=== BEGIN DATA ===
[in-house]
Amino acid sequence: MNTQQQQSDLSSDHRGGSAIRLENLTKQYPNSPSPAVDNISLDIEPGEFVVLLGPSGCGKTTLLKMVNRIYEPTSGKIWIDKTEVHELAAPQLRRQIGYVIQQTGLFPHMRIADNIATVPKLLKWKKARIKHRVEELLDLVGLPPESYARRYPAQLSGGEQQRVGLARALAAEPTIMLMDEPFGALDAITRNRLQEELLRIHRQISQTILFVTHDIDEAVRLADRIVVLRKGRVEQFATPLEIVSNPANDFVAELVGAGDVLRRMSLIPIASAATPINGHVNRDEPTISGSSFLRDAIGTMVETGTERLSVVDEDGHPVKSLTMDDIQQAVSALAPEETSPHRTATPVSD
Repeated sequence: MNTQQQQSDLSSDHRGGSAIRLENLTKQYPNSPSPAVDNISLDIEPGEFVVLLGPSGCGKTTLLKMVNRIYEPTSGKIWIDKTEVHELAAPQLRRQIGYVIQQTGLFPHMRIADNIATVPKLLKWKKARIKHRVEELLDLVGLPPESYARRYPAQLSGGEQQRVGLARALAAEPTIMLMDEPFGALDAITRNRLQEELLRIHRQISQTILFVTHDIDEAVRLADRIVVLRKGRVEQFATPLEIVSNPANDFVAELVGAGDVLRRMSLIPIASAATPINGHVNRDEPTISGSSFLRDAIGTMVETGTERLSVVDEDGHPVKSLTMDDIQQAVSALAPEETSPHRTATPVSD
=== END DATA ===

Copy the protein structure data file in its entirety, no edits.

[in-house]
Amino acid sequence: MNTQQQQSDLSSDHRGGSAIRLENLTKQYPNSPSPAVDNISLDIEPGEFVVLLGPSGCGKTTLLKMVNRIYEPTSGKIWIDKTEVHELAAPQLRRQIGYVIQQTGLFPHMRIADNIATVPKLLKWKKARIKHRVEELLDLVGLPPESYARRYPAQLSGGEQQRVGLARALAAEPTIMLMDEPFGALDAITRNRLQEELLRIHRQISQTILFVTHDIDEAVRLADRIVVLRKGRVEQFATPLEIVSNPANDFVAELVGAGDVLRRMSLIPIASAATPINGHVNRDEPTISGSSFLRDAIGTMVETGTERLSVVDEDGHPVKSLTMDDIQQAVSALAPEETSPHRTATPVSD
Repeated sequence: MNTQQQQSDLSSDHRGGSAIRLENLTKQYPNSPSPAVDNISLDIEPGEFVVLLGPSGCGKTTLLKMVNRIYEPTSGKIWIDKTEVHELAAPQLRRQIGYVIQQTGLFPHMRIADNIATVPKLLKWKKARIKHRVEELLDLVGLPPESYARRYPAQLSGGEQQRVGLARALAAEPTIMLMDEPFGALDAITRNRLQEELLRIHRQISQTILFVTHDIDEAVRLADRIVVLRKGRVEQFATPLEIVSNPANDFVAELVGAGDVLRRMSLIPIASAATPINGHVNRDEPTISGSSFLRDAIGTMVETGTERLSVVDEDGHPVKSLTMDDIQQAVSALAPEETSPHRTATPVSD